This is a Guest Post: We appreciate guest authors! However, the viewpoints expressed in this blog post may, or may not necessarily reflect the viewpoints of Living Natural Today.
Maybe a chronic health problem made you change your diet and now you’re a real food fanatic. Eating healthy food is such a life-changer that it can be incredibly tempting to take out a banner ad, shout it from the roof tops, and write a tell-all book about it.
Unfortunately, just because your eyes have been opened to the health benefits of a real food diet doesn’t mean the world has changed along with you. McDonald’s didn’t just vanish off of the corner and most people still have lawns, not gardens.
So what do you do when you’re filled to the brim with all this healing information and nobody wants to hear about it? Do you give into peer pressure and start eating the way everyone else does? Of course not. Do you eat your gluten-free, GMO-free meal in the corner and silently cringe when you hear the tell-tale pop of an aspartame-laden soda can? Nah.
If you want people to really hear you when you talk about real food, you have to find a balance. Preach too much and you’ve lost your audience. Cave in and slink away and no one will ever take you seriously again.
Real Food Eaters Can Sometimes Feel Alone
Even though in the past ten years, there’s been a growing awareness of real food health benefits, the majority of the population is still not on board. Anyone who follows a special diet out of medical necessity or choice is bound to feel a bit on display in social settings.
Here are just some of the questions you’re likely to hear:
- “What does gluten do to you?”
- “How can you be allergic to food?”
- “Why does it have to be organic?”
- “What’s the difference?”
- “Can’t you just try a little bit?”
If you’ve battled chronic health problems to get to the place you are now, it’s easy to feel defensive about these questions. After all, they have no idea what you’ve been through and their curiosity comes off more than a bit condescending.
Why People are Reluctant to Learn About Healthy Food
Even though they won’t admit it, the large majority of the population knows, deep down, a fast food meal filled with chemicals and trans fat isn’t good for their health. However, it’s quick, convenient, and it tastes good. It’s also relatively cheap and satisfies a need.
Since we live in a society of instant gratification, we don’t think the same way about food anymore. We’ve gotten away from the connection between food and health and when someone comes along and reminds us; it can come across as a threat.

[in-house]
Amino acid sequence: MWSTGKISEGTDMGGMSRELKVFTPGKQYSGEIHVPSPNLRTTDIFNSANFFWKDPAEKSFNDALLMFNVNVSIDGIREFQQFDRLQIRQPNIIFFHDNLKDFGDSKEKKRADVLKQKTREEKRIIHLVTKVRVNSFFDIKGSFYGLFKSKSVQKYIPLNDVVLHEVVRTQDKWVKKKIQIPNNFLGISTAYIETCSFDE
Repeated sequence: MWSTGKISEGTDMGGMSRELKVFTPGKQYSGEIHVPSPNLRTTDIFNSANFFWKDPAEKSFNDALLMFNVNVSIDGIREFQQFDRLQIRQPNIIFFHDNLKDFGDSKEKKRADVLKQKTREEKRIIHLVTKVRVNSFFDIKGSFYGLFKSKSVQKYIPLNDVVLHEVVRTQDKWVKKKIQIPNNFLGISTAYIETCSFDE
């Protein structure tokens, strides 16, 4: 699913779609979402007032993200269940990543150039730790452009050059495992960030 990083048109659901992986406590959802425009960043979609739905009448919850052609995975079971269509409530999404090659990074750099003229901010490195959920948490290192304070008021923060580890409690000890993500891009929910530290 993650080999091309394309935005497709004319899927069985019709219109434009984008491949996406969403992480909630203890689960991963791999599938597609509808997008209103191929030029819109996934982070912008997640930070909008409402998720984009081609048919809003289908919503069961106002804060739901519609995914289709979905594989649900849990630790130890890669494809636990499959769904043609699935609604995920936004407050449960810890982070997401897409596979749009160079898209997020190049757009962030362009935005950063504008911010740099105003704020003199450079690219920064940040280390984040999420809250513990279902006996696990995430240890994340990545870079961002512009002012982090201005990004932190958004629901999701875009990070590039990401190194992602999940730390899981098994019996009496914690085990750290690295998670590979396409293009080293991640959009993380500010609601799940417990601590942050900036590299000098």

Also, when you’re on a special diet due to chronic health problems, you remind people just how vulnerable they are. You make them look at their own mortality and they don’t like it.
How to Teach Others About Real Food
Here’s what I’ve learned over the years about talking to people about real food:
1. Resist the Urge to Preach
When you’re at a cook-out and the host pulls some conventionally-grown corn off the grill, do your best to not stand on the picnic table and inform everyone they’re about to eat a nice helping of gut-destroying BT toxins. It doesn’t go over well socially, trust me.
Just politely decline the grilled corn and, if anyone asks, tell them that you have a reaction to the pesticides in the corn. When they give you a confused look and proclaim that they washed the corn thoroughly, explain that genetically modified corn has pesticides built right in. Then, stop. Don’t say anything more. Wait for more questions or for the topic to change.
If anyone really wants to know more, they’ll pull you aside and ask for more information.
2. Respect the Deaf Ear
If a friend or a family member suffers from chronic digestive problems, you may suggest their diet has something to do with it. If you get a negative response, you can continue to try talking about how the dietary changes you made helped you but if they still don’t want to talk about it, drop the subject. You can talk and talk about how amazing you feel now that you’ve changed your diet but if the person on the other end of your speech isn’t interested, you might as well be talking to a wall.
3. Lead by Example
Many people who do not follow a real food diet may feel as though you’re criticizing their cooking. Especially if you bring your own food to their events. The next time you’re invited to a social event that involves food (and most do); prepare enough real food so others can try it too. Having a special plate just for yourself sets you apart and makes your difference stand out. Preparing healthy food for others makes them feel included and may make them more open-minded to listening to what you have to say.
There are always going to be a few people who flat-out don’t believe you and won’t want to listen to your advice. They may even accuse you of having an eating disorder or mental health problem because of your diet.There’s nothing you can do about these people except avoid them. Just keep shining your light and speaking your truth. You’re changing lives for the better, even if it’s not always obvious.
Jaime A. Heidel is a professional freelance writer with a passion for natural health. Her work has been seen on dozens of wellness websites. Her own website, I Told You I Was Sick, is dedicated to helping those living with mystery symptoms find natural ways to heal.